When Rusted Root Was an Arena Rock Band
This one time in the 1990s, a roots rock hippie band from Pittsburgh became a big-time arena rock act.
(Sometimes I cover just an album here on “The Album of Record.” However, the last couple of weeks as I’ve been writing about certain bands, it ended up being more of a career retrospective. That probably makes sense for bands like Hum and Rusted Root.)
As I look back on the emergence of Rusted Root, it doesn’t get any less surprising. This isn’t an insult. I was a big fan of the band when they burst onto the music scene, but in many ways, Rusted Root feels like a one-hit-wonder. Again, not an insult because in order to be a one-hit wonder, you have to have a hit. And “Send Me On My Way” is such a ubiquitous song that it overshadows the rest of the band’s material. That said, for every 10 fans that consider them a one-hit wonder, there are probably one or two who stuck around and remained loyal to the band. Not all one-hit-wonders are created equally.
When I think of Rusted Root, I think of bands that had one big hit and defied their genre nichiness to become bigger. The traditional one-hit wonders from the 90s are bands that didn’t go on to have longer careers. Does anyone know what Eagle-Eye Cherry is up to? 4 Non Blondes’ frontwoman Linda Perry went on to have a big career in music but as a songwriter and producer. She famously went on to write the Christina Aguilera megahit “Beautiful,” as well as songs for Pink. But other more college-rock bands that had one hit, maintained a core audience and were able to add to it with a big hit.
I think about Blues Traveler after “Runaround.” I’ve seen Big Head Todd and the Monsters at festivals in the last five years. I wonder if they’ve ever played a show where they didn’t play “Bittersweet”? O.A.R. is quietly legendary, but for more surface-level music listeners, they’d only recognize the big radio hit, “Shattered (Turn the Car Around).” Another comp for me is Blind Melon. “No Rain” was a bonanza, and most people dropped off after that, but “Galaxie” from their next record Soup is phenomenal. Of course, Shannon Hoon passes away, and the Blind Melon story goes unwritten. In that lens, I find Rusted Root’s ability to play a basketball arena in the 1990s that much more of an anomaly of the period.
But there I was with some friends at the CSU Convocation Center in Cleveland, watching Rusted Root and opener Donnie Iris. Iris was a 70s rocker who had a few hits as a solo artist. Most people know him for “Ah! Leah!” and “Love is Like a Rock.” When he ended his set that night with the latter song, and the call and response of “love is like a rock” got tiresome, our entire section might have been singing “f*** you, suck my c***” and laughing our asses off. We didn’t mean anything by it. We just wanted to be vulgar, and it rhymed.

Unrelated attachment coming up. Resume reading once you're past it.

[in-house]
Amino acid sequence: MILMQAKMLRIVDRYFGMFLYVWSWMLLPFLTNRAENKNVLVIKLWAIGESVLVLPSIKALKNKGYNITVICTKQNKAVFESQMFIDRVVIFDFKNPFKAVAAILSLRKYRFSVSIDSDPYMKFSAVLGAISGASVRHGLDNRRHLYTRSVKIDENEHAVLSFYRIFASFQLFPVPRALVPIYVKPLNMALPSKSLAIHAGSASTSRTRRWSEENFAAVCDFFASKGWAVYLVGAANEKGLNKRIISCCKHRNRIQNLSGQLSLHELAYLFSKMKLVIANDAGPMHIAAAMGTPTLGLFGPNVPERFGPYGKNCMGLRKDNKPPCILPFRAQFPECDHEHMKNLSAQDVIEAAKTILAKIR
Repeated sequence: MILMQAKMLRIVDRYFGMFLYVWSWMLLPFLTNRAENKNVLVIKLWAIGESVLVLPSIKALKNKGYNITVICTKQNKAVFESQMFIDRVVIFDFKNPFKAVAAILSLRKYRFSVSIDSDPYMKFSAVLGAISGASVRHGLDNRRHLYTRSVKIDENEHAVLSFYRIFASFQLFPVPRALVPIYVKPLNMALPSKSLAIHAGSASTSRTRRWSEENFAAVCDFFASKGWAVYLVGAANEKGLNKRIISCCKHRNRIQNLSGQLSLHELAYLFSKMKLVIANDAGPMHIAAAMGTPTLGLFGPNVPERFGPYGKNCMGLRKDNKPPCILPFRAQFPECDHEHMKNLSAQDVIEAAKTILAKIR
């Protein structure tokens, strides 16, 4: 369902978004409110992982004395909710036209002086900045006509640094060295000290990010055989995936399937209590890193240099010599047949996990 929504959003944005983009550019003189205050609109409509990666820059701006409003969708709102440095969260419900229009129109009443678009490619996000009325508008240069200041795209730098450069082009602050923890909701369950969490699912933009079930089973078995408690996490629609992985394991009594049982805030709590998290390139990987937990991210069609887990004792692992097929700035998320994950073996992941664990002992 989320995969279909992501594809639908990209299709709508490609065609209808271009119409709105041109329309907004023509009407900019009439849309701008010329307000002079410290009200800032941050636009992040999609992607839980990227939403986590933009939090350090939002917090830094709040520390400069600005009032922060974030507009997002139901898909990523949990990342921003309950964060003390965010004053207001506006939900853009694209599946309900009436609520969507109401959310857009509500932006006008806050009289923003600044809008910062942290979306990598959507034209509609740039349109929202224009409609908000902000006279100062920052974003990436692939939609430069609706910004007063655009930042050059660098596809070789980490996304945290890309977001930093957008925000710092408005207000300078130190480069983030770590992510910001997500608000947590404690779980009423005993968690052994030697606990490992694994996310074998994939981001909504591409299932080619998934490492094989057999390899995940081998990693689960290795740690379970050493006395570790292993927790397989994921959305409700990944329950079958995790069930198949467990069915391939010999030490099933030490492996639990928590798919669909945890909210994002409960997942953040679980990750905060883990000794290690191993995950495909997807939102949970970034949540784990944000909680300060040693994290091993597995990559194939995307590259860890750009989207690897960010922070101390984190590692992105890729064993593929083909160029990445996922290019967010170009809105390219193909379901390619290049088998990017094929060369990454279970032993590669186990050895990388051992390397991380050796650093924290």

And then Rusted Root took the stage.
“Send Me on My Way” is where you must start with Rusted Root. You can go back further, but I wasn’t there for those legends. Speaking of legends, did you know or even remember that Rusted Root played Woodstock ‘99? My friends and I had all heard of the years they played The Great Blue Heron Music Festival at a farm in upstate New York, but none of us were there for it. We went to later festivals hoping for some magic of our own, but that comet never passed through again. Still, the Blue Heron was awesome, so let’s not let that go by. I’ve probably seen Donna the Buffalo a dozen times. And the year that I saw Southern Culture On the Skids there was an all-time highlight. To this day, I love their song, presumably about fried chicken, called “8 Piece Box.”
Back to Rusted Root and “Send Me On My Way.” In the history of music, it has to be one of the unlikeliest hits. I wasn’t around for 1983 when “Come On Eileen” was the 13th biggest hit single of the year in a field that included “Every Breath You Take,” and “Billie Jean,” to go along with “Maneater.” To think it beat out “Sexual Healing,” “Africa,” “Electric Avenue,” “Let’s Dance,” and “Hungry Like the Wolf” is astonishing. Granted “Send Me On My Way” didn’t make it that high in the 1994 Billboard charts dominated by “The Sign” by Ace of Base, and “I Swear” by All-4-One. I’m just saying that “Send Me On My Way” has many more Spotify plays than “The Sign” or “I Swear” these days. Talk about a phenomenal year for a group though. Ace of Base had “The Sign,” “All That She Wants,” and “Don’t Turn Around” all in the Top 10 that year. I can make fun of Ace of Base all I want - and I will - but they shouldn’t care - and probably do not.
As an aside, can we talk about one of the most cynical hits from that year? “All for Love” was a song written by Bryan Adams, Mutt Lange, and orchestral composer Michael Kamen for The Three Musketeers soundtrack. Bryan Adams recruited Sting and Rod Stewart to sing the song with him. That by itself would be cringe-inducing, but don’t forget the context. This was the movie and music industries, both trying to go back to the same honeypot that worked two years earlier in 1991. Remember?
Bryan Adams and those same co-composers wrote one of the biggest songs ever to feature parentheses at the beginning of a song title, “(Everything I Do) I Do it For You,” for the film Robin Hood Prince of Thieves and had a movie-themed music video. That song was number one in Australia, Austria, Belgium, Canada (duh,) Denmark, Europe combined, Finland, France, Germany, Greece, Ireland, Netherlands, New Zealand, Norway, Portugal, Sweden, Switzerland, the UK, and the United States. It currently has 462 million Spotify plays. “All For Love” appears on Spotify for three of the biggest artists in music history and has just over 163 million plays.